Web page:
First, then, assuming they did take counsel for man, they must have counselled for man's good. Evil could not benefit them or the Universe which is their special care. Secondly, if they took no counsel for man, they certainly did for the whole. Man must welcome whatever flows from those high ends by way of consequence. Thirdly, if we suppose they took counsel for nothing, we shall be overthrowing the universal belief of mankind, and all our religious practices will become a farce. (This is an allusion to the famous argument of the Stoics from universal consent.) Rejecting this, we may still think that they had no care for man. Then, even so, I must fulfil the demands of my reasonable nature; my duty to the Empire and to the world is to serve their advantage.
This is the fullest statement of the matter in the Meditations. It is put hypothetically and merely to exhibit the difficulties of disbelief. If faith be challenged, the refuge is in the integrity of the individual and in reasonable good will.
Ch. 45. This puts briefly the consequence of the close of ch. 44. What is the advantage there spoken of? What advantages the individual advantages the whole; what benefits one man benefits the rest. This may be said to be the principle of the humanity and natural equity which was the goal of the legislation and administration of the Antonines, and out of which came the great Roman system of public and private law.
Ch. 46. The Emperor was obliged to be present at these shows of the Amphitheatre and the Circus. Already, in his youthful correspondence, he writes to Fronto of the time taken up by attendance at the theatre. Fronto warns him of the danger of seeming ungracious by using the time for business or reading. The biographer also preserves the tradition that Marcus would dictate letters during these spectacles. It is remarkable that Marcus never censures the inhumanity of the amphitheatre, as Seneca had done with great power in the Moral Letters.
Ch. 47. The artifice of grouping in threes is noticeable. Philistion was a contemporary writer of revues. The three men of science, Eudoxus, Hipparchus, Archimedes, are well chosen; they are three of the greatest Greek mathematicians and physicists. Menippus is the Cynic satirist of the third century b.c., well known to Romans through his influence upon Varro. Possibly Marcus had read Lucian's mordant dialogue Menippus; certainly the words 'long ago they are fallen' resemble the theme of much of Lucian's moralizing.
Ch. 48. So Spinoza says: 'he will be careful to speak of man's lack of self-restraint sparingly, but largely of man's virtue and power, and how it may be perfected; that so men may be moved, not by fear or abhorrence, but only by the affection of joy, to endeavour, as far as in them lies, to live by the rule of reason.'
Ch. 50. A restatement of his favourite doctrines that opposition to endeavour may be used to elicit other virtues, and that we must set out to action with the mental reservation that it may not be able to be realized.
Ch. 51. The three human ends, pleasure, fame, and virtue, recall early Greek moralizing. Marcus makes his familiar point that either of the first two aims leads to loss of that self-government which is the true end. 'Nous cherchons notre bonheur hors de nous-mêmes, et dans l'opinion des hommes que nous connaissons flatteurs, peu sincères, sans équité, pleins d'envie, de caprices et de préventions. Quelle bizarrerie!'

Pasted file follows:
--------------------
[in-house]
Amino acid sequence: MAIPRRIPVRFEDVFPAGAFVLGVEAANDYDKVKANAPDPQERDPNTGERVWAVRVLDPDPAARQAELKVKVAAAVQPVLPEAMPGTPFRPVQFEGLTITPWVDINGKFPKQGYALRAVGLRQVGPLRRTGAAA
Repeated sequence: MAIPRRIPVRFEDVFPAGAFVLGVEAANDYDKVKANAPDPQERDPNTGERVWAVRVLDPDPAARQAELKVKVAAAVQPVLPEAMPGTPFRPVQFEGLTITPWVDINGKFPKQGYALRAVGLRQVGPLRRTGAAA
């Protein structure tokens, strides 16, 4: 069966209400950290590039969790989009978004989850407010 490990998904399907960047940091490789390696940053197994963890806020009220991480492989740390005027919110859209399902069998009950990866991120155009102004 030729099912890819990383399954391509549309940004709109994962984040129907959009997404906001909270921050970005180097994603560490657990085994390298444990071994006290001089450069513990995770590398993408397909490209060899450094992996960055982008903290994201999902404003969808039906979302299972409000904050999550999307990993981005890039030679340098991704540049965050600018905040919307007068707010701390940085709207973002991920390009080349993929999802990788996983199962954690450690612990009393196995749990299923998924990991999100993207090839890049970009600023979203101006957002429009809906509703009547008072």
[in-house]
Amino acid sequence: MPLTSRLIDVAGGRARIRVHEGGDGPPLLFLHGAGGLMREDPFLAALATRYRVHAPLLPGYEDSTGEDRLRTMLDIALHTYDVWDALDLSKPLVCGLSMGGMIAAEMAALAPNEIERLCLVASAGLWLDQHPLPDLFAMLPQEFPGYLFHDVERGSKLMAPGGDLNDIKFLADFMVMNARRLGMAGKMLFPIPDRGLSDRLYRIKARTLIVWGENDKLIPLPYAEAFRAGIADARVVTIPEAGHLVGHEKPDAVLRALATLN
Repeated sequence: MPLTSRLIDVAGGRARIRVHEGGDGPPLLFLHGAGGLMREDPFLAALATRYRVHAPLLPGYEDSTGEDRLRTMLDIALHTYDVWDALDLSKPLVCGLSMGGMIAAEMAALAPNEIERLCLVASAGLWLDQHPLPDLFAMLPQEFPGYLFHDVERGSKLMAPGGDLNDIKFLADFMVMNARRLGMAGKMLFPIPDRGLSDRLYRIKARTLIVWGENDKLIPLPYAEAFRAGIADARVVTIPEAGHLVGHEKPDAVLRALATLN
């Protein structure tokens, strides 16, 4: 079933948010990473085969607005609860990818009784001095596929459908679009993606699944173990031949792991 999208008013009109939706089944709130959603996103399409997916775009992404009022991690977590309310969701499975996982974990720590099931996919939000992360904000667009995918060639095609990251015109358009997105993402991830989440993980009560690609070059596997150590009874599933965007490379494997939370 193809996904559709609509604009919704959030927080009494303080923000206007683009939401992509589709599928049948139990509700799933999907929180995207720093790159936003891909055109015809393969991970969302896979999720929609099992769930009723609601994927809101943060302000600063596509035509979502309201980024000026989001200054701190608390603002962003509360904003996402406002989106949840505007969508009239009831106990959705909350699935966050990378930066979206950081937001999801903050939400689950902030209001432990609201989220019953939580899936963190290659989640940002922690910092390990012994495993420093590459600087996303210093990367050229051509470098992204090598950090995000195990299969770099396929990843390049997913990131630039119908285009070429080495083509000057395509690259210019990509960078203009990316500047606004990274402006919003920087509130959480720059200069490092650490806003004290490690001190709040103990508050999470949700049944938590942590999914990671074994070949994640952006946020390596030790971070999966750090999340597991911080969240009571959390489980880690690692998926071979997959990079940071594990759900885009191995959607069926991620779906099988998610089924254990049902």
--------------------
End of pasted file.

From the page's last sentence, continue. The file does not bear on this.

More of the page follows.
Ch. 55. Two favourite Socratic illustrations of the necessity for political subordination.
Ch. 58. This appears to be the moral of the main argument of the Book.
Ch. 59. The form and matter of the sentence have many parallels. The fragment itself is clearly not in place at the close of a Book. It appears to be an antidote to love of glory.
- Ignoring ch. 59, which appears to be wrongly placed.
- Leibniz, Discours de Métaphysique, 5, vol. iv, p. 430, Gerhardt.
- iii. 7; ix. 3. 1.
- Sen. Ep. 77. 19.
- Cf. vi. 53; vii. 30; viii. 29.
- iv. 15. 21; v. 30; vi. 10. 38; vii. 31.
- Laws, Book v, 728 b.
- Prov. 25. 22; St. Paul, Rom. 12. 20.
- Plu. De Cap. 88 b.
- iii. 13; v. 34; vi. 23; vii. 70; xii. 29.
- v. 9. 25, 29; vi. 14.
- vi. 1. 40; viii. 50; x. 1.
- iv. 27; ix. 39.
- Meditationes Guigonis, 218; à Kempis, Imit. Christi, i. 11. 1.
- vi. 16. 5.
- xi. 2; xii. 2.
- Guigue, l.c. 188, cf. 454–5. M. Ant. vi. 41 (and 16, § 4).
- See Dr. Binyon's lecture on Chinese Art and what he says of the rhythm of universal life, quoting the Dante passage.
- Cic. Rep. vi. 23.
- Epict. ii. 13. 1; iii. 14. 8.
- Heraclitus, 117 D., 73 B.
- iii. 7; iv. 50.
- Lucr. 3. 1024–52.
- Lucretius, transl. Dryden, cf. ch. 22 above.
- Elementary Physiology, 1902, p. 29.
- Epict. i. 14. 9.
- Compare iii. 1.
- vii. 70; ix. 11. 27.
- vii. 70; ix. 42. 4.
- xi. 13, and the beautiful passage xi. 18. 4.
- v. 28. 31; vii. 26; viii. 8; ix. 3. 2; x. 4.
- Cf. St. Paul, Eph. 5. 14.
- Greek History, Part II, ch. 68; vol. vii, p. 120, ed. 1904.
- Galen, i. 38–9.
- iii. 2; vi. 42; vii. 75.
- Juvenal, x. 173; Lucian, Rh. Praecept. 18.
- ii. 14. 2; iv. 32; vii. i. 49; xi. 1; xii, 24, and in this Book, 46–7.
- vi. 4.
- The Monadology, § 61, cf. New Essays, p. 373, in Leibniz, The Monadology, Latta (Clar. Press).
- xi. 8; cf. v. 26; ix. 9. 2.
- v. 25. 29.
- Theod. iii, § 334. He criticizes v. 8, ibid, ii, § 217.
- The gods could not lack skill, or power, or knowledge, ii. 11. 2; vi. 1.
- vi. 36; vii. 75.
- iv. 4.
- Cf. x. 8. 2.
- Dryden, Essay on Satire, ii. 66, Ker; cf. Monimus, M. Ant. ii. 15.
- Ethics, iv. App. 25. Similarly Goethe, Wilhelm Meister, ii. 6.
- iv. i; v. 20.
- La Bruyère, De L'Homme.
- vi. 45; vii. 55.
- iii. 4. 4; iv. 19; vii. 34. 62; ix. 34; x. 19; xi. 14.